Modified ultrafiltration lowers adhesion molecule and cytokine levels after cardiopulmonary bypass without clinical relevance in adults

Grünenfelder, Jürg ; Zünd, Gregor ; Schoeberlein, Andreina ; Maly, Friedrich E. ; Schurr, Ulrich ; Guntli, Silvia ; Fischer, Katja ; Turina, Marko

In: European Journal of Cardio-Thoracic Surgery, 2000, vol. 17, no. 1, p. 77-83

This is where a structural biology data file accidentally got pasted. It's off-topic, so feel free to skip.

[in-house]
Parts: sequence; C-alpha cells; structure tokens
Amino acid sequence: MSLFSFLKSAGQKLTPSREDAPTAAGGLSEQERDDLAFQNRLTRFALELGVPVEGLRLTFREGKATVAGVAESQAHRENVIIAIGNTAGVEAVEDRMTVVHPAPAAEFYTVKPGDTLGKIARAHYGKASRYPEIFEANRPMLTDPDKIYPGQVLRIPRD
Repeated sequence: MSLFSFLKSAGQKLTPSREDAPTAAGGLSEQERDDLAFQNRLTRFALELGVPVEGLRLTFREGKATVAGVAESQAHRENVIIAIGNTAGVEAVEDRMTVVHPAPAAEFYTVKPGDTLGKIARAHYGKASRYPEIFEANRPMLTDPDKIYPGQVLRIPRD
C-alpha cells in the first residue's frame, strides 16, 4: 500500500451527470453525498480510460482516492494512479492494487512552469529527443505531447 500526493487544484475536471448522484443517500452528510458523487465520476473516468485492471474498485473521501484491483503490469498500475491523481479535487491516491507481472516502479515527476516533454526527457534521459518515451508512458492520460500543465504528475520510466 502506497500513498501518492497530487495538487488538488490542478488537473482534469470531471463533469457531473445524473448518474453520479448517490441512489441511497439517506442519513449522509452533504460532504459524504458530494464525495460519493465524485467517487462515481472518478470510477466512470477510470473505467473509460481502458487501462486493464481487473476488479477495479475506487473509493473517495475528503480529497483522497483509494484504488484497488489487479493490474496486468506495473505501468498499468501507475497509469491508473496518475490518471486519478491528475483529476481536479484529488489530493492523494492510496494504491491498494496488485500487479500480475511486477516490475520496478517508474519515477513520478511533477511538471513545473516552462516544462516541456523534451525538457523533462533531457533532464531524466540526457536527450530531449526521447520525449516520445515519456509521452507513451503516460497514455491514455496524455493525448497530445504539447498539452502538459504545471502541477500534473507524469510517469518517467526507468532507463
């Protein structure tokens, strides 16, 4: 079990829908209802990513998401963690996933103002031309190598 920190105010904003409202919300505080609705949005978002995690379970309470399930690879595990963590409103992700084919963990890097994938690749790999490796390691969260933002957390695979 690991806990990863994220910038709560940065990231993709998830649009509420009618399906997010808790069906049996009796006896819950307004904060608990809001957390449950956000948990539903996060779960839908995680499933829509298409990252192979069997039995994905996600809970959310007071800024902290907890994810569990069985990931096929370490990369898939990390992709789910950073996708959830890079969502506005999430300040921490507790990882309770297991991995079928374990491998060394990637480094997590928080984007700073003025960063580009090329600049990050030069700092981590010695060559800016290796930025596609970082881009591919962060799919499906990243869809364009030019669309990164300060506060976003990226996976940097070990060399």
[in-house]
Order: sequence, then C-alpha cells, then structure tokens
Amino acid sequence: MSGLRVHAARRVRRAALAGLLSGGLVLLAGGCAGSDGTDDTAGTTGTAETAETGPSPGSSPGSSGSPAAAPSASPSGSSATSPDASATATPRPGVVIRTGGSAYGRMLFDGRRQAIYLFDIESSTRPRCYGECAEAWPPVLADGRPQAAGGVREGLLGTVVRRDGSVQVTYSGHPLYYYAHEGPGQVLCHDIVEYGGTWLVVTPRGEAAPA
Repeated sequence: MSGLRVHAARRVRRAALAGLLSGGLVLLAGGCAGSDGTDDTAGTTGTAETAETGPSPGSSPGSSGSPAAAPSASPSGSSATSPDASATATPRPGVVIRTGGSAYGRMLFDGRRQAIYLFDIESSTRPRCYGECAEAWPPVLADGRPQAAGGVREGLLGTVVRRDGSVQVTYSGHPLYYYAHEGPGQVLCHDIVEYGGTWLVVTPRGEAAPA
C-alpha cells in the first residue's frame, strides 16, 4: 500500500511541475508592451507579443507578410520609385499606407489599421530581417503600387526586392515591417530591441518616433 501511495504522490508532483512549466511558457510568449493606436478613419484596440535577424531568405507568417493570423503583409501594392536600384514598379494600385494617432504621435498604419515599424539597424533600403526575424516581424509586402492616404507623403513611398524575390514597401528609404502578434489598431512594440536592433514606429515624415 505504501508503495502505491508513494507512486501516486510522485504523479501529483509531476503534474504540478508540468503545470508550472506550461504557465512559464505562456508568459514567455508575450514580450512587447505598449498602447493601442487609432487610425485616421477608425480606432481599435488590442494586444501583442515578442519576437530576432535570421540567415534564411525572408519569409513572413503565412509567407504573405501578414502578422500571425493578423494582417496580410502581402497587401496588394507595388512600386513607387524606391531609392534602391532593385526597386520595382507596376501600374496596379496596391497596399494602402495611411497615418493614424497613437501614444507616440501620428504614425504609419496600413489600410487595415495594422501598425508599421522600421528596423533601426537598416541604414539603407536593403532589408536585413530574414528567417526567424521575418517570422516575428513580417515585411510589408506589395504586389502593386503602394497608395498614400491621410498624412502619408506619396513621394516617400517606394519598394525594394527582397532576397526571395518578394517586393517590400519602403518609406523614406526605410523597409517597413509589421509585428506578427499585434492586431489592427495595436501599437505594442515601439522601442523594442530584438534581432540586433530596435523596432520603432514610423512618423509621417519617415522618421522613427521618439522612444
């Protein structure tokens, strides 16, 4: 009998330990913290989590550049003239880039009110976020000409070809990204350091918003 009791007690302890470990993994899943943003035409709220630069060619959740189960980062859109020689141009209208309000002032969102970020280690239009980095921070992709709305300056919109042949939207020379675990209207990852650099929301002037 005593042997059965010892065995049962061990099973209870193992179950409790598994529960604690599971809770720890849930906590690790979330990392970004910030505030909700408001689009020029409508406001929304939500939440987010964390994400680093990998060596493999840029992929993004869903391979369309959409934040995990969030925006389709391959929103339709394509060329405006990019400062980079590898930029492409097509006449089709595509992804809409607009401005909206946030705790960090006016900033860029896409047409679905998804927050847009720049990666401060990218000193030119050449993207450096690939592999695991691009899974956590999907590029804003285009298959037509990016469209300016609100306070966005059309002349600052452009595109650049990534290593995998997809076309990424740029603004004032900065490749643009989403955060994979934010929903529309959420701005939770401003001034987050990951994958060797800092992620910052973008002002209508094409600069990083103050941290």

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    Objective: Cardiac surgery with cardiopulmonary bypass (CPB) results in expression of cytokines and adhesion molecules (AM) with subsequent inflammatory response. The purpose of the study was to evaluate the clinical impact of modified ultrafiltration (MUF) and its efficacy in reducing cytokines and AM following coronary artery bypass grafting (CABG) in adults. Methods: A prospective randomized study of 97 patients undergoing elective CABG was designed. Fifty patients were operated on using normothermic and 47 patients using hypothermic CPB. The normothermic group was subdivided into a group with modified ultrafiltration (n=30) and a group without MUF (n=20). In the hypothermic group 30 patients received MUF compared to 17 patients serving as controls. MUF was instituted after CPB for 15 min through the arterial and venous bypass circuit lines. Cytokines (IL-6, IL-8, TNF-α, IL-2R) and adhesion molecules (sE-selectin, sICAM-1) were measured preoperatively, pre-MUF, in the ultrafiltrate, 24 h, 48 h and 6 days after surgery by chemiluminescent enzyme immunometric assay or enzyme-linked immunosorbent assay (ELISA). Clinical parameters were collected prospectively until discharge. Results: In all patients AM and cytokines were significantly elevated after normothermic and hypothemic CPB. AM and cytokines were significantly higher in hypothermia compared to normothermia. In hypothermic CPB sE-selectin was decreased after 24 h by 37% (P<0.0063) and by 40% (P<0.0027) after 48 h postoperatively. ICAM-1 was reduced by 43% (P<0.0001) after 24 h and by 60% (P<0.0001) after 6 days. Similar results were seen in cytokines with reduction up to 60% after 24 h. Changes after 48 h were noticeable but not significant. Reduction of AM and cytokines after normothermic CPB was minimal. Neither in normothermia, nor in hypothermia has sIL-2R been effectively removed from the circulation. There were no significant differences in the clinical variables between the patients with or without MUF. Conclusion: AM and cytokines are significantly elevated after hypothermic CPB compared to normothermic CPB. MUF led to a significant reduction in cytokine and AM levels after hypothermic CPB, except for IL-2R. MUF showed minimal effect in normothermia. We conclude that MUF is an efficient way to remove cytokines and AM. However, we were unable to demonstrate any significant impact of MUF in outcome of adults after elective CABG